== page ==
The excitement of last night was the arrival of a large Black Bear. Not quite sure how big the bear was, but the bear wasn't intimidated by 2 barking dogs, 5 people making lots of noise, banging of pots and pans. The bear wasn't even intimidated by the sounds of rifle fire until I shot near the bear. Even then it took quite a lot to scare the bear enough for it to leave the light. We are taking precautions to make sure we have nothing interesting to it as much as we can by taking in bird feeders at night, and putting the garbage bins inside instead of out. That said we are concerned for the rabbits.  As I said to the Lady of the House, I can make the hutches raccoon proof, coyote proof, at least strongly fisher cat resistant. I can't make them bear proof. I hope the bear doesn't get into its head that the rabbits are good eating, and worth smashing through the hutches to get at. We are reporting the incident to animal control since the bear is clearly habituated to people which makes it more dangerous.

Last but not least, the weights of the kits since Thursday.

     05/03           05/04            05/05         05/06           05/06            05/07             05/08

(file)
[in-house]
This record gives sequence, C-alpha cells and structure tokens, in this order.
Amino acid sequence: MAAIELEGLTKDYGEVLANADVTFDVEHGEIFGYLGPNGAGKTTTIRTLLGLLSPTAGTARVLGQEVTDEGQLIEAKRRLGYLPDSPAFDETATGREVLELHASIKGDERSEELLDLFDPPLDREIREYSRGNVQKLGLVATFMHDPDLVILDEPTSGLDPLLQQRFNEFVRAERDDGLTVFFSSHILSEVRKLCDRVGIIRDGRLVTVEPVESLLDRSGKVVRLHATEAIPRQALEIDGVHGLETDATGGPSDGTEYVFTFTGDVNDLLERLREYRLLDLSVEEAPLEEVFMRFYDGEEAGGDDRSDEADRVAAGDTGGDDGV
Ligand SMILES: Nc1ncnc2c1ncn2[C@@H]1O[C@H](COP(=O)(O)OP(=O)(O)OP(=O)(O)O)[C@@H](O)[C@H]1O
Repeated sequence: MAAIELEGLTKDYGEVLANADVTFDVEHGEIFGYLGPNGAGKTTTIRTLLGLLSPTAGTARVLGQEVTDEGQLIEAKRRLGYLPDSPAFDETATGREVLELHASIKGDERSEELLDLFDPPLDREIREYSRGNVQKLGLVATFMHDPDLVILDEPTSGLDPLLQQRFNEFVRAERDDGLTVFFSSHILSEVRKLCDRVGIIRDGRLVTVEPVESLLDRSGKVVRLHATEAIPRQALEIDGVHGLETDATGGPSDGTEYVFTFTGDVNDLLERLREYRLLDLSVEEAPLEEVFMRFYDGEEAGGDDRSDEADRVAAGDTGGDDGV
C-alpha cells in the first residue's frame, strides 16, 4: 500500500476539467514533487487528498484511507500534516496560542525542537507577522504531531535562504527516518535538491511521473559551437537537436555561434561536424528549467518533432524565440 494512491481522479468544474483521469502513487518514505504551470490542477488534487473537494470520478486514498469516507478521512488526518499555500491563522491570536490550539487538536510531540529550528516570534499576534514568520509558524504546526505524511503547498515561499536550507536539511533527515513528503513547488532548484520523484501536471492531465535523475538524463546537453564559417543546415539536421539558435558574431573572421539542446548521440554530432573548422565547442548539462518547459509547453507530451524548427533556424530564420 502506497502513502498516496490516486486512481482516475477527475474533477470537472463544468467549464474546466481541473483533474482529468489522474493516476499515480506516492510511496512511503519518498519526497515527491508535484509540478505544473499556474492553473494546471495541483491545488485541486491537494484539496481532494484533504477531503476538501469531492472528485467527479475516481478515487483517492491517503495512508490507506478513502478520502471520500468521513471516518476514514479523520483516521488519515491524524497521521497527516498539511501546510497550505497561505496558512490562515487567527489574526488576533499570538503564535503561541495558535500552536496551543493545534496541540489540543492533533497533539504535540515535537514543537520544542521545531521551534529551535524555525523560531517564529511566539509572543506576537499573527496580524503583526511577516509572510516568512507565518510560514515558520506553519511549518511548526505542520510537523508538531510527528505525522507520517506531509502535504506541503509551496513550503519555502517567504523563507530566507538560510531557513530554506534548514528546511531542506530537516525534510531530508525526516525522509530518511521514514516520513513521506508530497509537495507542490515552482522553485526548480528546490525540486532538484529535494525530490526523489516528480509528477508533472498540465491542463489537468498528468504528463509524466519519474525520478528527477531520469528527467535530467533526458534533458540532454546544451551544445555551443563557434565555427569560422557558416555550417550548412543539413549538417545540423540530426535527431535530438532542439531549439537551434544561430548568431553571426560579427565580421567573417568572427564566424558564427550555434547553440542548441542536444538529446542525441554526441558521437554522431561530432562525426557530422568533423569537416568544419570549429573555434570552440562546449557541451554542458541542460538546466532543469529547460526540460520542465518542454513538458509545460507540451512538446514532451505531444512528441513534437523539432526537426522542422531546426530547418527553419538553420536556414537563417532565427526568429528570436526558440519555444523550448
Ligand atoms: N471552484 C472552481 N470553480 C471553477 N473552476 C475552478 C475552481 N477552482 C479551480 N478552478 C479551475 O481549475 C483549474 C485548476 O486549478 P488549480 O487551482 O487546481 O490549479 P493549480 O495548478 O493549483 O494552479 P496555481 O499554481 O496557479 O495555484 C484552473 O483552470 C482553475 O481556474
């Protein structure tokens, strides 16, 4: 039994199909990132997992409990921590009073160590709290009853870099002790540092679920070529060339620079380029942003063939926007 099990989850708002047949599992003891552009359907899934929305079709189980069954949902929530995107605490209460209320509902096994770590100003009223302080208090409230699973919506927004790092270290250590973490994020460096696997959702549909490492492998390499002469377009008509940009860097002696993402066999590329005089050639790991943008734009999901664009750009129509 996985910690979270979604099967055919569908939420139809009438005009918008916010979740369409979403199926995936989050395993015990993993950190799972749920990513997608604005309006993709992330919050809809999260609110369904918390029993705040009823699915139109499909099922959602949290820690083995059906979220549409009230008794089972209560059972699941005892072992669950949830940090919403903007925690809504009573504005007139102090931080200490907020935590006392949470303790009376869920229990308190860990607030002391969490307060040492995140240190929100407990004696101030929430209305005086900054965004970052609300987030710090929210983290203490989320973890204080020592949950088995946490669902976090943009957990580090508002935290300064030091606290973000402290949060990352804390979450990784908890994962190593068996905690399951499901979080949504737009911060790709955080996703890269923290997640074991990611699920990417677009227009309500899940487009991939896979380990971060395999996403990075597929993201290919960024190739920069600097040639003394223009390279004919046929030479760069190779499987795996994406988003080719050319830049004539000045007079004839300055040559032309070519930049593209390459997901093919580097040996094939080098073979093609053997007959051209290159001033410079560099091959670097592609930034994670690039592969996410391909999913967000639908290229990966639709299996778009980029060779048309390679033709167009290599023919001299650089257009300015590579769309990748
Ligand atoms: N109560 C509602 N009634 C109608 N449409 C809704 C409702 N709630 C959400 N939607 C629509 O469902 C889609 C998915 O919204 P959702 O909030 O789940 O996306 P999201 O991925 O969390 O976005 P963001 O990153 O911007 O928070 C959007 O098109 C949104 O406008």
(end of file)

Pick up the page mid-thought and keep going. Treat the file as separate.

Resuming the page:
1:  71                80                 89              87                Weights        103                 113
2:  67                75                 80              84                At                 91                   110
3:  65                73                 77              84                Death            91                   101
4:  65                66                 68              75                                     88                   100
5:  54                56                 58              62                                     75                   100
6:  54                52                 55              60                                     62                   70
7:  52                49                 50              52                46
8:  49                48                 46              50                43

A2 you can see the sudden death of #7 was a surprise to us, while growth hadn't been fast it had been steady. With the smallest we weren't sure what was going on, though starting to do supplemental feeding seemed to have helped. We started supplemental feeding morning of 05/04 after taking weights, and as you can see there was a sudden weight increase 05/06 that had us hopeful. We started supplemental feeding due to the down turn in weight of 6, 7, and 8 and limited growth if any. We figured that Dawn as a first time mother was having trouble producing enough milk for all 8 of her babies. Since the death of the two smallest the growth of 6 has shot up. Tomorrow we will see if that is an anomaly or if it is a new pattern.


  1. Perhaps a strange question, but what does one do with a dead baby rabbit?

    1. Sorry for the delay in replying. What we are doing with the dead baby rabbits is finding ways to not waste them. In the case of the two dead kits in this case we froze the bodies to insure they were parasite free, and are going to be using them as we work towards getting our dog on a bones and raw flesh diet.